Five Landsat 5 TM scenes (path 39, row 29) dated 15 May (1% cloud cover), 2 July (8% cloud cover), 18 July (0% cloud cover), 3 August (9% cloud cover) and 20 September (0% cloud cover) were acquired for the year 2007 growing season from the US Geological Survey. All five Level 1T standard terrain corrected images were processed using the Environment for Visualizing Images (ENVI) version 4.8 software  and Environmental Systems Research Institute (ESRI) ArcGIS version 10.1 software . The Landsat images were spectrally subset to contain Band 1 (blue, 0.45–0.52 μm), Band 2 (green, 0.52–0.60 μm), Band 3 (red, 0.63–0.69 μm), Band 4 (near-infrared, 0.76–0.90 μm), Band 5 (mid-infrared, 1.55–1.75 μm) and Band 7 (mid-infrared, 2.08–2.35 μm). Landsat images were converted to calibrated radiance and, then, further converted to surface reflectance in FLAASH  for the purpose of facilitating multi-date scene comparisons and multitemporal stacking. FLAASH parameters were specific to the Landsat 5 TM sensor. A mid-latitude atmospheric model was used in combination with a rural aerosol model and water column multiplier of 1.0 and a 2-band Kaufman-Tanre aerosol retrieval (Band 7 for the upper channel and Band 3 for the lower channel). Band 6 (thermal, 11.45 μm, resampled to 30 m) data were atmospherically corrected to surface reflectance in a separate process that involved use of local transmittance, upwelling radiance, and downwelling radiance values provided by NASA and the formula provided by Coll et al. . Georegistration error was assessed by calculating average error from the Ground Control Point (GCP) files associated with the 5 May, 2 July, 18 July, 3 August and 20 September Level 1T Landsat scenes and was estimated at 4.60 m, 3.82 m, 3.86 m, 3.93 m and 3.73 m, respectively. Lastly, the images were spatially subset to the Clark County, Idaho, boundary using a mask in order to focus classification efforts on the study area (hereafter referred to as Landsat scenes) and to minimize the influence of cloud cover on classification results. A multitemporal stack of the five Landsat scenes was generated by selecting the 20 September scene as the base image (the image with the lowest average georegistration error) and co-registering the remaining scenes to the September scene. Co-registration accuracy was evaluated using 11 to 13 GCPs manually defined throughout the Landsat scenes. Average root mean squared error (RMSE) ranged from 0.02 to 0.33 m among the co-registered images.
2.4. Image Processing
The RCM (SAM component) and RF classifications were applied to each of the five individual Landsat scenes acquired over the 2007 growing season and to a multitemporal stack comprised of 65 bands—13 for each of the five acquisition dates. Each set of 13 bands consisted of all seven Landsat bands (surface reflectance); a second version of the thermal band converted to temperature (Kelvins), tasseled cap (TC) transformed indices (Brightness, Greenness and Wetness), a Band 4 to Band 6 ratio and NDVI. Tasseled cap transformations rotate Landsat TM data, such that the data occupies three primary dimensions. Brightness is a measure of overall reflectance that can differentiate light and dark soils. Greenness is a contrast between near-infrared and visible reflectance and, therefore, related to vegetation density. Wetness is a contrast between visible/near-infrared (VNIR) and shortwave-infrared (SWIR) reflectance and is related to soil features, including moisture status. Transition zones between these dimensions represent partially vegetated pixels . The Band 4 to Band 6 ratio was included by the authors after exploratory data analysis indicated greater spectral separability at these near- and mid-infrared locations.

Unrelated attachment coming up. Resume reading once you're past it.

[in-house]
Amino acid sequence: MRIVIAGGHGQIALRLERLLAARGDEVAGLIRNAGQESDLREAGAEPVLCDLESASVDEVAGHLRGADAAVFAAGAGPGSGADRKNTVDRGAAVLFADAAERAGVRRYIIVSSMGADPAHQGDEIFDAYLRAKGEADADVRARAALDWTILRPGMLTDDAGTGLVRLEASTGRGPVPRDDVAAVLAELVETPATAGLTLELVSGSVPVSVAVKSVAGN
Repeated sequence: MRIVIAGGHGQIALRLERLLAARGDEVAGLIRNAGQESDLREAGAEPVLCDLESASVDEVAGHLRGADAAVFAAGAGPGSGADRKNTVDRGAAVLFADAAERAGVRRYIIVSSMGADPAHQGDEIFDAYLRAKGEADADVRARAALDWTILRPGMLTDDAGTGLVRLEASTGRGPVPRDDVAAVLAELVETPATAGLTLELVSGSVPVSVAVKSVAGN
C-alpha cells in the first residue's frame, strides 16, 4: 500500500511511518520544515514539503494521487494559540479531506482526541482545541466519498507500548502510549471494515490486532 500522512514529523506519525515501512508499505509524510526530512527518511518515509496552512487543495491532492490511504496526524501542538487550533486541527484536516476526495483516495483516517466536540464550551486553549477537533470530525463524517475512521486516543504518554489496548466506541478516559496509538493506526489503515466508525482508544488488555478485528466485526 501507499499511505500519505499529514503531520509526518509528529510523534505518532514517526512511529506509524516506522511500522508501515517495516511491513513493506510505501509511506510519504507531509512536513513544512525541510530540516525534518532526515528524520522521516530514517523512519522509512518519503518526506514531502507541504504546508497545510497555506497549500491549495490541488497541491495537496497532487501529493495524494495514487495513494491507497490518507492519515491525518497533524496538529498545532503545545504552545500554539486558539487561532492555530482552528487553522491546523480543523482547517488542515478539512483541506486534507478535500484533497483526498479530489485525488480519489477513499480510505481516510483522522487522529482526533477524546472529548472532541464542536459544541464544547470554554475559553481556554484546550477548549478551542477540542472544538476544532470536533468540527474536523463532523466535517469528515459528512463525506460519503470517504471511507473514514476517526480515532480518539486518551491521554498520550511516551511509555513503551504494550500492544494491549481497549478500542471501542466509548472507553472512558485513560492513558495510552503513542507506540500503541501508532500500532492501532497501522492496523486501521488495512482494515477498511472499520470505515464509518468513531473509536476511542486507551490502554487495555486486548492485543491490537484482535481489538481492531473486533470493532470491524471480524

Separability was also evaluated using single-date classifications, in combination with basalt and non-basalt ground reference data classes to calculate Jeffries-Matusita (JM) and transformed divergence (TD) values. Both measurements range from 0 to 2.0 and indicate how well selected region of interest (ROI) pairs are statistically separate. A value greater than 1.9 indicates good pair separability . The tasseled cap transformed bands were not included in the separability analysis, because these indices do not permit matrix inversions—operations that are part of the separability calculations. To create ROIs from the ground reference polygons, it was necessary to edit the polygon mapping, such that each polygon was converted to a point (based on the geometric center of the boundary) used to extract a single corresponding Landsat pixel. This conversion resulted in 68 basalt pixels and 41 non-basalt pixels.
In the multi-date RCM and RF classifications, five images over a single growing season were stacked and processed to improve the separation of vegetation from rock by leveraging changes in vegetation phenology over the growing season. Previous work suggests that stacking multispectral images can produce an image that has proven useful for discriminating vegetation cover types and for distinguishing temporally dynamic targets, such as vegetation from temporally stable targets, such as rock outcrops (e.g., [22,42–44]).
2.4.1. RCM Classifications